Using a section of the day where you are not on screens or using technology. Telling stories or baking together can encourage the creative process.
Having compassion for family and friends can be a given when raising children within a family unit. Being compassionate to strangers and others outside your social circle takes some practice.
Encouraging your child to think about others’ feelings whether they know them or not is a good way to encourage this quality. It is an attribute that can sometimes go against the grain in society.
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Many people are seen to just jump on the bandwagon when it comes to social media and joins the crowd when liking or sharing trending posts. Enforcing how do they feel? question encourages older children to think whether they want to join the crowd or stand out and show compassion for others.
Having an attribute like dependability can go hand in hand with being hard working. This quality can set your child up for working adult life. If a manager or boss can depend on their workers then the only way for them would be up surely?
Becoming dependable means that your child will be deemed reliable and trustworthy. Essentially they will get the job done!
As in every time in life, we are shown that to have respect is a powerful quality. It depicts the way others may see us and treat us.
Showing your child respect can come from an early age just by giving them privacy and the opportunities for them to realize you trust them will enable them to copy your actions and respect you in return.
This can also be demonstrated by sticking to house rules that you may have in place.
Being resourceful has never been easier in our modern world. If we see there is a problem that needs a solution then we can simply research online and figure out how to overcome such problems.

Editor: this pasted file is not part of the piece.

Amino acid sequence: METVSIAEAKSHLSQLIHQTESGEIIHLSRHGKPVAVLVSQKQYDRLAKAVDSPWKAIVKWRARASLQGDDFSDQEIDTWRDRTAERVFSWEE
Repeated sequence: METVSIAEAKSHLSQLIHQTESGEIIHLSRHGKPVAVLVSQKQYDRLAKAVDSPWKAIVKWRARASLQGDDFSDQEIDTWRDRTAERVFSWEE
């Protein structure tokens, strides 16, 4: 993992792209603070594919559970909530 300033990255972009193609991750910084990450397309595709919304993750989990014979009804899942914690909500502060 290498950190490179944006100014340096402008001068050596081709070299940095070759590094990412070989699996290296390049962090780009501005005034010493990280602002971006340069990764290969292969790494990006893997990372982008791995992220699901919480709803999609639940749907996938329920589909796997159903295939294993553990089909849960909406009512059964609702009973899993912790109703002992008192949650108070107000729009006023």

Teaching children how to be resourceful will help them become dependable and independent when faced with tasks that aren’t easy to solve.
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One way my parents taught me, was to visit the library. Yes, pick up a book and research the good old-fashioned way. It was by doing this I found my love of reading!
Now you can still visit the library with your child as a fun free thing to do, but if they are faced with any homework issues, you can help show them how to research online.
This will help teach them about online safety at the same time. Allowing your children to come up with solutions to their problems rather than just jumping to the rescue will promote this attribute entirely.
We are all born with a sense of curiosity and wonder. As babies, we are taught when and where to put our natural sense of curiosity to practice. Maybe not touching the pretty fire, or not jumping off the mountain of cushions you have made. We are all curious in our own ways.
As we grow up we tend to lose these curiosities. We become more realistic and less excited with the awe and wonder of the unexpected. As parents we must fight to keep the curiosity alive in our children as life without wonder can become boring and rather dull.
This personality trait is one I feel many parents encourage well. Growing up, children are pulled in all sorts of directions. Our only hope of them not going down the wrong path is if they have self-discipline.
Self Discipline can encourage your child into thinking they are their own person. It can give them an identity that may be stronger than the excitement of trying out drugs, alcohol, or getting into fights.
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I strongly believe that if you have a child with a strong sense of who they are they can reject the negative and embrace the positives in life.
Positivity and Optimism
As a natural pessimist, I find I want my sons to be more positive than me growing up. I find that my lack of positivity has held me back from certain life experiences and led me to be too cautious at times.
Being positive can make you a person for whom obstacles become hills rather than mountains. People enjoy being around someone who is always looking to the brighter side of life.
With a positive outlook, it is easier to combat life’s challenges.